By Richard Black
Environment correspondent, BBC News website, Copenhagen
Developing nations want rich nations to make deeper emission cuts
Rich countries are being asked to raise their pledges on tackling climate change under a draft text of a possible final deal at the Copenhagen summit.
Documents prepared by the summit's chairmen call on developed nations to cut greenhouse gas emissions by 25-45% from 1990 levels by 2020.
Analyses suggest that current pledges add up to about 18%.
The document leaves open the exact target for limiting temperature rise, amid disputes between various blocs.
Small island states and poorer nations of Africa and Latin America have called for the document to endorse the target of keeping the temperature rise since pre-industrial times below 1.5C (2.7F).
This is below the figure of 2C (3.6F), which was endorsed by the G8 and major developing economies in July, and implies the need for drastic emission cuts.
An analysis by the UK Met Office, released at this meeting, showed that meeting 1.5C would be "almost impossible" to meet without implementing measures to take carbon dioxide out of the air.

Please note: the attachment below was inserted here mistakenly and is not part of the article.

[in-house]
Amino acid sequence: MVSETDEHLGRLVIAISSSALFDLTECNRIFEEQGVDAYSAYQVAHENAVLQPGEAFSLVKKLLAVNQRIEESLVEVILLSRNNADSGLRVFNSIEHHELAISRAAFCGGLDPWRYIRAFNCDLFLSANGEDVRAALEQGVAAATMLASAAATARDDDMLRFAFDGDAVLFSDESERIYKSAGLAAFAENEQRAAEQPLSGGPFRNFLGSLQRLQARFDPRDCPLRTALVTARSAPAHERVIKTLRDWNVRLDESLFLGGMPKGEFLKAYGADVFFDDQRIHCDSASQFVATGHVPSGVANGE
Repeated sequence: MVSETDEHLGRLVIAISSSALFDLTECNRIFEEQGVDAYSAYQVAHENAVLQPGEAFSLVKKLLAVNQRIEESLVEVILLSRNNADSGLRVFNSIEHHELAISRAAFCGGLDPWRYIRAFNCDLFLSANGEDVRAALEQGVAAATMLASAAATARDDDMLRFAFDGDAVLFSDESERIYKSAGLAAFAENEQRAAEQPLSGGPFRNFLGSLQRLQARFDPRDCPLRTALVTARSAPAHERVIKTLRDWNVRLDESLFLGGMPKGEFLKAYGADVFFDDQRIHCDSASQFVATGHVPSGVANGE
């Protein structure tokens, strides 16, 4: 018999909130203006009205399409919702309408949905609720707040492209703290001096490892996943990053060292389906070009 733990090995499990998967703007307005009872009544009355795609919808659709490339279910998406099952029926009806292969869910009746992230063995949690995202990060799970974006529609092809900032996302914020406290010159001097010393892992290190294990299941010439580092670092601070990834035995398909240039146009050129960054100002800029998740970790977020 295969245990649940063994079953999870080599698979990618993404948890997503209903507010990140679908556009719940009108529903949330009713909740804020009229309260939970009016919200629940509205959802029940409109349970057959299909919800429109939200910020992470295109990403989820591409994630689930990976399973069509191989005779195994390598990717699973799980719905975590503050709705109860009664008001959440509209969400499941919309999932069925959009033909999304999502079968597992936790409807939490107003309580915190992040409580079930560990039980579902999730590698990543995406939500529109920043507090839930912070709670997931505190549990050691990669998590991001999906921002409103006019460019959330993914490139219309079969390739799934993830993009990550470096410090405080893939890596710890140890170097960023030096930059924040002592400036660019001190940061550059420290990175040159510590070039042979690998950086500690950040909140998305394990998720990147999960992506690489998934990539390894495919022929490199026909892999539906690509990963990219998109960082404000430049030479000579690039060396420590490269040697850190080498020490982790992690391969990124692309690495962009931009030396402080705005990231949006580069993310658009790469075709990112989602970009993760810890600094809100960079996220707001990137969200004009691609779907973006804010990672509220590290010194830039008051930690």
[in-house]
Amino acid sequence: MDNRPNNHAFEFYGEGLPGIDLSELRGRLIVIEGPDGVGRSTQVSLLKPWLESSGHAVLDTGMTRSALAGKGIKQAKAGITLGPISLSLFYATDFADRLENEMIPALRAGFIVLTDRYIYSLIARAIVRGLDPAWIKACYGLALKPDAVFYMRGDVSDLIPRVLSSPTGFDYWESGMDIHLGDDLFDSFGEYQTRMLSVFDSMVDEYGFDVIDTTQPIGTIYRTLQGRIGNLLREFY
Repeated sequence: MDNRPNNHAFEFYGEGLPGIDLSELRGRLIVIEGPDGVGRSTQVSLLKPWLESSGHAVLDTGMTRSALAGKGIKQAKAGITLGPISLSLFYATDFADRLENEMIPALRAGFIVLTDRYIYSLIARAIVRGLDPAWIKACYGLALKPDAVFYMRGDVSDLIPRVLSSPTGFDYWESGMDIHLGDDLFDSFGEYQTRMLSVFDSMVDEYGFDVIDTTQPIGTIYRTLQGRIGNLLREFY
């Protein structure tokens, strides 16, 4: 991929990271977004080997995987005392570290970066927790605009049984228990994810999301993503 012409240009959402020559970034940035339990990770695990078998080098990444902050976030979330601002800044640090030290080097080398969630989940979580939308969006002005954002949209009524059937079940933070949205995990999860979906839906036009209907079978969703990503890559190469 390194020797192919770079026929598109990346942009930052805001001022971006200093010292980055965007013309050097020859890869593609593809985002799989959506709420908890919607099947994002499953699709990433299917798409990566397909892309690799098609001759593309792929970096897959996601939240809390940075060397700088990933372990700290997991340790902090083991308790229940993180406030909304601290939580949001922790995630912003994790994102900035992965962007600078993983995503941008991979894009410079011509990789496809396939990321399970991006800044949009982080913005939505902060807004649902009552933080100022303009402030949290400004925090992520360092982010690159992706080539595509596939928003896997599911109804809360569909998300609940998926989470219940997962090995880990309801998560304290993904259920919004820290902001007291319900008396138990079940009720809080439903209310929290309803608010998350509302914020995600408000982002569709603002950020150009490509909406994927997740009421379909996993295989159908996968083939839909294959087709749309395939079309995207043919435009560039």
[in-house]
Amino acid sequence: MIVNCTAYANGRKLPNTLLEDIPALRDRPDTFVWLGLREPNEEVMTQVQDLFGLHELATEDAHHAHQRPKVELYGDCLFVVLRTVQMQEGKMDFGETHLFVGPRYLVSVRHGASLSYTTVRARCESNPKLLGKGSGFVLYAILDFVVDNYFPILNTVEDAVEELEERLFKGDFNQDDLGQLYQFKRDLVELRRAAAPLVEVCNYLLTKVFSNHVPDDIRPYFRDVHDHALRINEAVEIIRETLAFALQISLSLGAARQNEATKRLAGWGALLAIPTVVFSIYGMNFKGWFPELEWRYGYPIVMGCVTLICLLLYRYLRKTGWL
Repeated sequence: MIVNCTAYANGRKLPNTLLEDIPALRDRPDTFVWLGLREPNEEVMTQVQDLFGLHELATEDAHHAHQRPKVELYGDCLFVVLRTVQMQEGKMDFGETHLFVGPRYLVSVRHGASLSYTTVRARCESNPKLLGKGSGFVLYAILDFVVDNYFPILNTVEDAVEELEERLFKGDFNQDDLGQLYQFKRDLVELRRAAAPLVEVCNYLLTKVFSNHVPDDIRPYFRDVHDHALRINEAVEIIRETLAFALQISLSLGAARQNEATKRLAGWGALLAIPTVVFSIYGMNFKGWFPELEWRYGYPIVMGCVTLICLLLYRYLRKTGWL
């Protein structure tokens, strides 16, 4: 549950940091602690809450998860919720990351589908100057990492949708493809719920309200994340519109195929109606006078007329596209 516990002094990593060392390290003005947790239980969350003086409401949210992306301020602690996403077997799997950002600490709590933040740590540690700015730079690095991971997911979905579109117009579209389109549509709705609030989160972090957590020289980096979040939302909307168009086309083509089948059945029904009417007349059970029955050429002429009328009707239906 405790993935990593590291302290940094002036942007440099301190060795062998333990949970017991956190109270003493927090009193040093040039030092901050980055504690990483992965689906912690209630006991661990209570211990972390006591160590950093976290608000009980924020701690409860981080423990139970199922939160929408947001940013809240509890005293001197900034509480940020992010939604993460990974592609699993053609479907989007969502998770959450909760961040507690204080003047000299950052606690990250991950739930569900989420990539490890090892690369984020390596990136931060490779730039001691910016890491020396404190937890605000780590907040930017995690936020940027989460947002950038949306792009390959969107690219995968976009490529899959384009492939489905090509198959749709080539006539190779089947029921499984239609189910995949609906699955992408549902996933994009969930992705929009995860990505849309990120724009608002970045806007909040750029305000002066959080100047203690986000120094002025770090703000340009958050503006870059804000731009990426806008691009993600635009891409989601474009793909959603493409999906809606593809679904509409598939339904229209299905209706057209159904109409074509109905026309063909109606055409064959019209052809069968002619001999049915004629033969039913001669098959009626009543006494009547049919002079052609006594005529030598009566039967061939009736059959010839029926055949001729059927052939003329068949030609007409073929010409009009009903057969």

The temperature figures are listed as alternatives in the draft documents.
Work in progress
The texts are a long way short of constituting a final outcome document, as they leave open some of the most difficult points of the negotiations so far, including the legal form of any new agreement.
However, in a major concession to developing countries, it spells out that pledges for further reductions for developed countries inside the Kyoto Protocol - all except the US - will be managed under the protocol.
Developed countries would prefer an entirely new agreement.
The draft also leaves open the scale of financing to assist developing countries to curb emissions growth and to protect themselves against climate impacts.
Developing countries are demanding far more than richer countries currently believe is necessary, and are likely to demand a lot more clarity on the issue.
Small island states are particularly concerned about the need for firm, predictable adaptation funding.
They also want any final agreement to set a target year for when global emissions should peak and begin to fall - a concept that is presently absent from the draft.
At a European Council meeting in Brussels, EU leaders have agreed to pay 7.2bn euros ($10.6bn; £6.5bn) over the next three years to help developing nations adapt to climate change - a figure described by delegates from small island states and the Least Developed Countries bloc (LDCs) as "inadequate".
The temperature target is the biggest unresolved item in the texts.
But controversy is also likely over proposals to allow money from the Clean Development Mechanism (CDM) to be used for nuclear power.
CDM funds are raised through levies on carbon trading, and are designed to help lower emissions at the lowest possible cost while assisting economic development in poor countries.
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